Pretty much everyone knows that Sunday December 19 is the 90th birthday of Jimmy Dickens. But, another great Opry performer and Country Music Hall of Famer was also born on the same date. Bill Carlisle was born on December 19, 1908, and on Sunday would have celebrated his 102nd birthday.
Bill was born in Wakefield, Kentucky and originally performed as a duet with his brother Cliff. They performed on radio stations in Lexington, Kentucky and achieved their greater fame while performing in Knoxville, Tennessee. They remained a duet until 1950, when Cliff retired from the music business and Bill decided to continue as a solo act. He put together a group called The Carlisles, and began to have a string of hits, mostly novelty songs. Later, his children would join his group. While Bill only had a few #1 records, he had numerous top 10 hits.
He was invited to join the Grand Ole Opry after he had a hit with the comedy song, "Too Old to Cut the Mustard", but not before there was some confusion. After the song was recorded, Bill was invited to be a guest on the Prince Albert portion of the Opry, and as Bill said, "From there is where we started negotiating for me coming to the Opry full time. They set a date for me to come down here and I turned in my notice at Knoxville. But then they decided at the Opry that they were going to wait for a while. In order to save face, I couldn't go back to WNOX, I just started to write letters. I wrote letters to, like, Wheeling and Shreveport, and most of them said they weren't looking for anybody. I told my wife, I'm going to write a song called "No Help Wanted." And sure enough I did, only I mixed up a little romance in it, and we recorded it. We went to the 'Louisiana Hayride' in Shreveport right after we recorded that song, and in six weeks it was way up in the charts. Then we had 'Is That You, Myrtle?' and 'Rough Stuff,' and finally the Grand Ole Opry brought us in.
Bill would join the Opry in November 1953 and would remain an Opry member until his death on March 17, 2003, at the age of 94. Over the last decade of his life, Bill suffered several health issues, including open heart and hip replacement surgery. While for most of his career he was known as "Jumpin Bill Carlisle", in his later years he would still say he could jump, but just couldn't stay up as long. He would also come out with a walker and then when he was done, would ask for a standing ovation, and leave the stage with the walker up over his shoulder, to laughs from the crowd.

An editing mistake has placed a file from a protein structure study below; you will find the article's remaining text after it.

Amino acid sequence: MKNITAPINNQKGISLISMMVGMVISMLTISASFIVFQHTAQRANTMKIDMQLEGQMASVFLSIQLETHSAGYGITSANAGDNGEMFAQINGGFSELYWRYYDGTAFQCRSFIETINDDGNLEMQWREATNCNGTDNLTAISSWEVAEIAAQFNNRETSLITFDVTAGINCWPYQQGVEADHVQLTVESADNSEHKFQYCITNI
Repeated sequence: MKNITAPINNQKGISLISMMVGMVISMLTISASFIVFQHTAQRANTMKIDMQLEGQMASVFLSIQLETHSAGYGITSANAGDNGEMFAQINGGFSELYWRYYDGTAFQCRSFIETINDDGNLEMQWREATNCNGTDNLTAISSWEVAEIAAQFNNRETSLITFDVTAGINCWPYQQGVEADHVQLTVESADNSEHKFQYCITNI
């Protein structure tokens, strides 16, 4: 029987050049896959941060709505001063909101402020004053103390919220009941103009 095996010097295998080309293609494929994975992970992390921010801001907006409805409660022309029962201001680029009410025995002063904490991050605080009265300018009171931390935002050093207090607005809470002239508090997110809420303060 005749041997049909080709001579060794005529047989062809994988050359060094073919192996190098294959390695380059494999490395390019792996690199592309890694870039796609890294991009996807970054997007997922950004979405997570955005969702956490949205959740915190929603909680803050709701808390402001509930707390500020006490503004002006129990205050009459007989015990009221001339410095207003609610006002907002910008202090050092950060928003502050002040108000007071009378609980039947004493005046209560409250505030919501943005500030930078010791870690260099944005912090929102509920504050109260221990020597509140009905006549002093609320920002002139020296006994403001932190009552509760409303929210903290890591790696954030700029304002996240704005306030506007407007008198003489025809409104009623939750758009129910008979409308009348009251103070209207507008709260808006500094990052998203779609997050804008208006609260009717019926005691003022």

Bill was elected to the Country Music Hall of Fame in 2002, along with Porter Wagoner. I will always remember the CMA Awards that year, where Dolly Parton hosted a short segment, honoring Porter with his induction into the Hall, with Porter allowed up on stage, thanking everyone. All Bill got was an introduction in the audience, which I thought was shameful!!
Bill was one of the Opry's true caracters, and in honor of what would have been his birthday, I want to present the line-up from Bill's final Opry performance on Friday March 7, 2002, a performance that he would make in a wheelchair. The following week, he suffered the stroke, that would within two weeks, end his life.
7:30: Porter Wagoner(host); Jeannie Seely; Mike Snider; Jeff Bates
8:00: Jean Shepard(host); Bill Carlisle; The Whites; Rodney Foster
8:30: Jim Ed Brown(host); Jan Howard; Billy Walker; Suzy Bogguss
9:00: Bill Anderson(host); Ernie Ashworth; Connie Smith; Andy Griggs
9:30: George Hamilton IV(host); Stevens Sisters; Jack Greene; Gene Watson
The other great Opry performer celebrating a birthday on Sunday is Jimmy Dickens, who will be 90 years old. Jimmy was born in Bolt, West Virginia, and grew up about as poor as anyone could. Jimmy was brought to Nashville in 1948 by Roy Acuff, and the rest is history. It should be noted that while Jimmy was a great radio and stage performer when he joined the Opry, he had not had any recording hits. He has had a tremendous career, which culminated with his induction into the Country Music Hall of Fame in 1983.
Jimmy originally joined the Grand Ole Opry in 1948, but left for 18 years, before rejoining the show on February 8, 1975. Even though he was gone from the Opry for all those years, he is introduced to this day as a member of the Opry "for over 60 years." When Jimmy returned to the Opry, he was introduced by Hank Snow, who said, "Jimmy is one of the greatest showmen of all time. It's like replacing the most important spoke in a wheel to have him back on the Opry. We need more Jimmy Dickenses." Jimmy that night would sing, "The Family Reunion", and he would say later that it was appropriate. "It's hard to put in words and say how you feel about being back in the family. It's been so long."
Jimmy is considered the Opry's most treasured member. While he has battled illness the past several years, he is sill on the Opry most weekends. And, even if the voice is not what it once was, or that the jokes are the same each week, he still gets a big ovation and a big laugh. Here is to another year of good health and entertainment for Jimmy Dickens.